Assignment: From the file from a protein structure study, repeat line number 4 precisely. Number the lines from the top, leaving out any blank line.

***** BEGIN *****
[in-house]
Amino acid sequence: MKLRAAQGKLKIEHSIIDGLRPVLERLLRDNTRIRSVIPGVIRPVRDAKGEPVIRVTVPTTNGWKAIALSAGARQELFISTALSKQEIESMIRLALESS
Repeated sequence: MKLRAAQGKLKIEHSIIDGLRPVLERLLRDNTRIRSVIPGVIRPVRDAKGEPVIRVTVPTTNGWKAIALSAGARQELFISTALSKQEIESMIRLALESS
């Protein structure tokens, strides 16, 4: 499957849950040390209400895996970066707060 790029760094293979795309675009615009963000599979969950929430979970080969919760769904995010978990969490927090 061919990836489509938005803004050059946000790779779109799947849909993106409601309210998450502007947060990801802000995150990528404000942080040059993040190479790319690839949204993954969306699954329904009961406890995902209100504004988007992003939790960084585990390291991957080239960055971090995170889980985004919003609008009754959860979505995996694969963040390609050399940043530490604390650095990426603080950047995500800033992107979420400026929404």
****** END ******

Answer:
């Protein structure tokens, strides 16, 4: 499957849950040390209400895996970066707060 790029760094293979795309675009615009963000599979969950929430979970080969919760769904995010978990969490927090 061919990836489509938005803004050059946000790779779109799947849909993106409601309210998450502007947060990801802000995150990528404000942080040059993040190479790319690839949204993954969306699954329904009961406890995902209100504004988007992003939790960084585990390291991957080239960055971090995170889980985004919003609008009754959860979505995996694969963040390609050399940043530490604390650095990426603080950047995500800033992107979420400026929404």